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Frederick William, Baron de Woedtke facts for kids

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Frederick William, Baron de Woedtke
Born 1740 (1740)
Died 1776 (aged 35–36)
Fort George, New York, U.S.
Fort George, New York (unmarked)
Signature Woedtke.jpg

Friedrich Wilhelm, Baron de Woedtke (c. 1740 - July 28, 1776) was a Prussian officer who served in the Continental Army during the American Revolutionary War.

Early life

Woedtke was the son of Georg Eggert, a colonel in the Prussian Army. His brother Leopold Christian also served in the Prussian army, and attained the rank of captain in the 4th Regiment of Dragons.

Woedtke joined the Prussian Army's 3rd regiment of Cuirassiers in 1758 and served in the Seven Years' War. In 1762 he was promoted to Major. According to contemporaries, Woedtke developed cynical streak and insubordinate attitude as the result of his Seven Years' War experience. As a result, he began to mock the king and leader of the army, Frederick the Great, and nicknamed him "Grave Digger", which was later shortened to "Digger".

While traveling in Poland in 1771, Woedtke married a German merchant's daughter without first obtaining the king's permission. He requested permission after the fact, but the king, apparently aware of Woedtke's insubordination, charged him with desertion. Woedtke was arrested, but eventually fled to Switzerland. He then made his way to France, where he became a captain and inspector of cavalry in the French Army. While in Paris, Woedtke met Benjamin Franklin and offered his services to the American cause. Franklin dispatched Woedtke to the Continental Congress with a letter of recommendation indicating he was a successful Prussian officer who would assist the American cause.

American Revolution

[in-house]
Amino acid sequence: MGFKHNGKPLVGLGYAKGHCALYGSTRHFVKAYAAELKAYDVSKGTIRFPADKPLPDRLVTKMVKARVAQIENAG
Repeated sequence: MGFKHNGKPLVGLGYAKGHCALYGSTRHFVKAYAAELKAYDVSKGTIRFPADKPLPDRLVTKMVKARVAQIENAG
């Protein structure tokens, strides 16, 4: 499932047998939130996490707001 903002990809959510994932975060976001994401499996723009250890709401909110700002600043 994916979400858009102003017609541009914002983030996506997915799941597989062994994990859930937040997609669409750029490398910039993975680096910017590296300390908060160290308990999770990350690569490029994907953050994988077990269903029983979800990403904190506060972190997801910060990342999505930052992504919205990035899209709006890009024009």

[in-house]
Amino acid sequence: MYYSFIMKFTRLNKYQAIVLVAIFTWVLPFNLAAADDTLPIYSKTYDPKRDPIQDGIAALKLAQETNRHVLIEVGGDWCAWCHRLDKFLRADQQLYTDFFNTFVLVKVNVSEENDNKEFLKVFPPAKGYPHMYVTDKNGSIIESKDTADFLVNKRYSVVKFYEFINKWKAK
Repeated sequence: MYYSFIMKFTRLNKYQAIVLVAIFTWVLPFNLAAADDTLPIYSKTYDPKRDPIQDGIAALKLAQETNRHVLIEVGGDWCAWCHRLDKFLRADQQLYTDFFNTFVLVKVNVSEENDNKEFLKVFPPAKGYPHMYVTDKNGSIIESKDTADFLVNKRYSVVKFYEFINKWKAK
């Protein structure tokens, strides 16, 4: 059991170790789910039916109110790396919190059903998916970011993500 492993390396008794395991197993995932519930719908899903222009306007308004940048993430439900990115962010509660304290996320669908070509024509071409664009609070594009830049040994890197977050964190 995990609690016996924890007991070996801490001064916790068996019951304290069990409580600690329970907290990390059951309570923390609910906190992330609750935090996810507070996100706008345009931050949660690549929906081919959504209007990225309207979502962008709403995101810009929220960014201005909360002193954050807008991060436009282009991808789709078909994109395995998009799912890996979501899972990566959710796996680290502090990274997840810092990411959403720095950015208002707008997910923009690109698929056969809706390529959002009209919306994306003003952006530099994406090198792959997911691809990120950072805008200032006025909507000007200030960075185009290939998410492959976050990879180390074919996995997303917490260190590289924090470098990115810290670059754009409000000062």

Woedtke came to the new United States in 1776, after the beginning of the American Revolution. Based on Franklin's recommendation, John Adams nominated him for appointment as a brigadier general, and Congress granted him a commission on March 16, 1776, assigning him to the army under General Philip Schuyler in New York.

En route to carry out his new commission in April 1776, Woedtke accompanied Benjamin Franklin, who was on a diplomatic mission to Canada. Charles Carroll, a congressman from Maryland on the same mission, wrote that Woedtke was "not the best bred up by his Prussian Majesty", a likely reference to Woedtke's alcoholism. Adams later wrote below Woedtke's signature on a letter Woedtke sent to Washington "Good for nothing."

Woedtke ceased traveling with the diplomatic mission after reporting to General Philip Schuyler. The two generals joined Brigadier General John Thomas and set out to reinforce General Benedict Arnold during Arnold's siege of Quebec.

After the failure of the Canadian campaign, Woedtke returned to New York. He was with the general council (which included Schuyler and Horatio Gates) that decided to abandon Fort Crown Point and consolidate at Mount Independence on the Vermont side of Lake Champlain.

Death and burial

Woedtke became ill in July 1776, possibly of smallpox, possibly from alcoholism. Benjamin Rush wrote that Woedtke died from "the effects of hard drinking." According to the letters of Horatio Gates and others who were with him, Woedtke died at the Fort George military post near Lake George in late July 1776, shortly after the meeting of the general council. The Continental Congress used July 28 as the date his commission was terminated as the result of his death. He was buried in an unmarked grave near Fort George.

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